Artist: Shocking Blue (written by Robbie van Leeuwen)
Album: Single w/ B-side Hot Sand (Pink Elephant)
Long before Bananarama got a hold of it, in 1970, the song Venus became the first of only two songs out of Holland (the Netherlands) to rise to the top of the American chart. Not to be confused with the Frankie Avalon song of the same name, Venus was recorded by the band Shocking Blue, led by Dutch musician Robbie van Leeuwen. It became a number one hit on February 7, 1970.
Robbie van Leeuwen was originally the guitarist of a popular Dutch group called the Motions, contemporaries of Golden Earring, another Dutch group responsible for an American number one hit with Twilight Zone (Radar Love was also a big hit, but not in the top ten).
Since Leeuwen’s personality didn’t fit well with the Motion’s founder, Rudy Bennet, he decided to form his own band. The singer on Venus was not the band’s original lead vocalist, but Hungarian-German Mariska Veres, added a year after the band formed when the band’s manager heard her perform with her group the Bumble Bees (at a party for Golden Earring). Her voice is, in a word, amazing, and you’ll realize you’ve missed something if you’ve only heard the Bananarama version of the song. You may be tempted to compare her to Grace Slick of Jefferson Airplane, and it is sometimes suggested that she was acquired for this reason.
Although Shocking Blue did not have any other American hits, they did continue to have hit songs in their native Holland. Ironically, Venus, their big hit in America, never went to number one on the Dutch chart, although after it was re-released following the American success, it made it to number 3.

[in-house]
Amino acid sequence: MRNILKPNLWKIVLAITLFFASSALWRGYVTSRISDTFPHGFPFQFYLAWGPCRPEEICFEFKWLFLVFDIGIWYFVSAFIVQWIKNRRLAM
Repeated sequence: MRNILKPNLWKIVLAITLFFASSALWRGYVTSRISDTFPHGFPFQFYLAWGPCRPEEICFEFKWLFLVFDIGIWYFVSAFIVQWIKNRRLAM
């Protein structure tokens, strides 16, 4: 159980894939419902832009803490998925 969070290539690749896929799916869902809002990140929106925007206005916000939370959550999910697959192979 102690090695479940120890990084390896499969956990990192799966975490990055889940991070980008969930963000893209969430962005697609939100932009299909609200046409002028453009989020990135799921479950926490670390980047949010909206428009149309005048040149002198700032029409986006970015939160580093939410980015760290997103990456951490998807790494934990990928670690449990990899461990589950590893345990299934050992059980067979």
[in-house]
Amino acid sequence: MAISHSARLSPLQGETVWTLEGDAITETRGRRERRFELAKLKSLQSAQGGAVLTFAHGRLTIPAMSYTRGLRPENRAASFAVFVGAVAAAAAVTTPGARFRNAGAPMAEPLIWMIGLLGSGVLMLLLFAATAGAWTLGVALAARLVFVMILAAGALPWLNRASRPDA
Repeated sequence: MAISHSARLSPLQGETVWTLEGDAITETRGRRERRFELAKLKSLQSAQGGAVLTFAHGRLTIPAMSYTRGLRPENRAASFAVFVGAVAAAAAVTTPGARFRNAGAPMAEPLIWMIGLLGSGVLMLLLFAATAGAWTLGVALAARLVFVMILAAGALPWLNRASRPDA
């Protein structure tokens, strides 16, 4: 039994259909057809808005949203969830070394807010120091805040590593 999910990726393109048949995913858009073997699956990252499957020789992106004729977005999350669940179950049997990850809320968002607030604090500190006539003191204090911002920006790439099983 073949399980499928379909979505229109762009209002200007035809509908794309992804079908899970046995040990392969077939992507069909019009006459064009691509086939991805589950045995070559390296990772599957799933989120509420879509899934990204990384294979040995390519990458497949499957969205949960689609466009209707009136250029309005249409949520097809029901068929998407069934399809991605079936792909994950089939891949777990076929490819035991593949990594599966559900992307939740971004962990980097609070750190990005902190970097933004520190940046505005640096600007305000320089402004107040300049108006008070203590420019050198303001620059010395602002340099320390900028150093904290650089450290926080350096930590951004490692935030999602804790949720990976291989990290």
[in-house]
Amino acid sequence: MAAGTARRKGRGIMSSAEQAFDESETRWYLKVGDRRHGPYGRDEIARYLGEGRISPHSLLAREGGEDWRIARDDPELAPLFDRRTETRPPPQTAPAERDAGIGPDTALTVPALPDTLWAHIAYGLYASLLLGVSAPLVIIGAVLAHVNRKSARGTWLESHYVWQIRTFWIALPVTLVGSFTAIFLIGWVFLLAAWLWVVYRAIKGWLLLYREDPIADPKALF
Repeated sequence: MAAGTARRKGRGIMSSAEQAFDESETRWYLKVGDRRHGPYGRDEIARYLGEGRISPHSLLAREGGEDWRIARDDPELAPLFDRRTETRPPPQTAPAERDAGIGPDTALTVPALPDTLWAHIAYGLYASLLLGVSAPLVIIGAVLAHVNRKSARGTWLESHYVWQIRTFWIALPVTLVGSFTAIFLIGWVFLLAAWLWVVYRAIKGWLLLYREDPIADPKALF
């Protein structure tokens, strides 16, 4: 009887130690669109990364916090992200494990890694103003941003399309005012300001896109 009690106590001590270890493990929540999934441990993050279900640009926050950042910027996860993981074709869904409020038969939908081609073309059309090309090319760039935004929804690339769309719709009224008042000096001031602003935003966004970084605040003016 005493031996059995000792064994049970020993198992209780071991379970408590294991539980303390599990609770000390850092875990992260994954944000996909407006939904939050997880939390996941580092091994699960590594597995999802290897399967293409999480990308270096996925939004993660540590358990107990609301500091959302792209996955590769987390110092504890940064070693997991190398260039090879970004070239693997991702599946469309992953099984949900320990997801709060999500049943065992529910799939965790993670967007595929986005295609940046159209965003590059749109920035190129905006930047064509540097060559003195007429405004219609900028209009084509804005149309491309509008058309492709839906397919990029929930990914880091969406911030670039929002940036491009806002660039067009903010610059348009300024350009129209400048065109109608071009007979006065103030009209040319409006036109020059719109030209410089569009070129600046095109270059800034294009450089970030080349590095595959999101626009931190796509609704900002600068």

In the intro to the song, you may hear a similarity to the intro of Pinball Wizard, by the Who. The two are unmistakably similar and it is not your imagination. Robbie van Leeuwen admitted he was influenced by the opening riff to Pinball Wizard, along with the Beatles song Ticket to Ride.
Listen closely to Veres singing the song and you’ll also realize that English not being her first language was a bit of a problem. When she sings Goddess, it sounds like Godness. Although Leeuwen, of course, wrote the English words correctly, it is said that he accidentally wrote down the word Goddess as Goddness, and since Veres was simply reading off the lyrics phonetically and didn’t know the difference, she sang it exactly as it was written. I get a kick out of it every time I hear it: “a godness on a mountaintop was burning like a silver flame…”
Shocking Blue – Venus Video
More 1960s Music
- I Can’t See Me Lovin Nobody But You
- Everybody Look What’s Goin Down
- Please Share My Umbrella – What Song Is It?
- Please Don’t Bother Trying To Find Her, She’s Not There
- Who Did ‘Black Magic Woman’ Woman First Before Santana?
More Classic Rock Music